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Wallbridge Lower Lock Update No. 5

Wallbridge Lower Lock

Realignment works to the canal bed in compliance with Environment Agency requirements are now complete. Surfacing of the tow path, in stone, from Brewery Bridge to the position of the landing steps at the downstream end of the lock is 95% complete.

Buttresses hold up walls and work

Generally progress on the bypass has been as anticipated in the original programme. However, excavations have been somewhat slowed by the need to breach a number of large brick buttresses created by the 1780's bricklayers to support the lock walls.

No plans or drawings exist from those long ago days. This means that today’s engineers discover and dismantle each buttress anew as they progress with the excavations.

The original walls will be tied in to the new concrete structure. Floodlighting has been installed in order to maintain the hours.

Impressive structure

The lock by-wash and fish pass is an impressive 75 metres long concrete culvert. The walls forming that culvert are complete from the upstream inlet to the first resting pool. The term resting pool means exactly that. This is an area where migrating fish and eels will rest to gain strength to negotiate the Larinier Fish Pass referred to in update No. 4.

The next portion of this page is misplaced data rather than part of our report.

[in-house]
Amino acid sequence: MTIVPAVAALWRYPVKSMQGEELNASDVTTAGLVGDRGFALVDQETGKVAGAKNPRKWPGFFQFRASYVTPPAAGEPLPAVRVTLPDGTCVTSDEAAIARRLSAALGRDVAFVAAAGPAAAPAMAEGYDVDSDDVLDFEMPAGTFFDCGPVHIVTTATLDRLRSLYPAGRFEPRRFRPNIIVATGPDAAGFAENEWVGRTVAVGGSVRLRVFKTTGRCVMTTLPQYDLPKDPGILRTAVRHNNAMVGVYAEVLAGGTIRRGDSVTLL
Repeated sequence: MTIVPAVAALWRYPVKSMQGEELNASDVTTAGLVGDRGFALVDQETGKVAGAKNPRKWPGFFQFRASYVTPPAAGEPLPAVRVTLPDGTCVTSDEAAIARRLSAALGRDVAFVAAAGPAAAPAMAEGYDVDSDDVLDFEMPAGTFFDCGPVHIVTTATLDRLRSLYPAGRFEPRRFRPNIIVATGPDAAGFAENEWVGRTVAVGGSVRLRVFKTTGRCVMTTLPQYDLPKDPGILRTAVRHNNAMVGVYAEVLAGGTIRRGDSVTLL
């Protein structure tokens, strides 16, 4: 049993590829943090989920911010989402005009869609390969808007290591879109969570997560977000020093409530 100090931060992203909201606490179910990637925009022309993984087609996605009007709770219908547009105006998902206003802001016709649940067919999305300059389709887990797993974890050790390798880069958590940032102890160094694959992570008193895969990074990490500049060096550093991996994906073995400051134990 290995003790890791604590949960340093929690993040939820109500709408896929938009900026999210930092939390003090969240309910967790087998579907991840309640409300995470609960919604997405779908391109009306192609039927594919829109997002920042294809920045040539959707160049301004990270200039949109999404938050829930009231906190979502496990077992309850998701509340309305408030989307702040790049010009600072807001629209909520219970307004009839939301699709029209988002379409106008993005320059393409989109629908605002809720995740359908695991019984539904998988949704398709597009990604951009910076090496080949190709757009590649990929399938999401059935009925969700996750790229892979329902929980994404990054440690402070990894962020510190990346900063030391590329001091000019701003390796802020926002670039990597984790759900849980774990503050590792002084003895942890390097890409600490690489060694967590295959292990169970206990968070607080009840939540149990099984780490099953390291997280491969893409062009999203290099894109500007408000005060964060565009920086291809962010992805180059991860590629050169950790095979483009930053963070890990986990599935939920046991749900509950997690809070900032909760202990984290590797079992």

Non slip walk-way

The culvert will, in part, be covered by a Fibregrate grating to form a non-slip walkway beside the channel. (See first picture)

The remainder of the culvert is in the form of a concrete tunnel. Mike Gallagher ventured down inside the four foot high space to get photograph number two. The inlets can be seen to the top right of the picture.

Formwork installation

The third photo shows the continuing installation of formwork at the western end of the structure.

Click on the images to view larger versions

Click here to view Mike Gallagher's
Wallbridge Lower Lock Album

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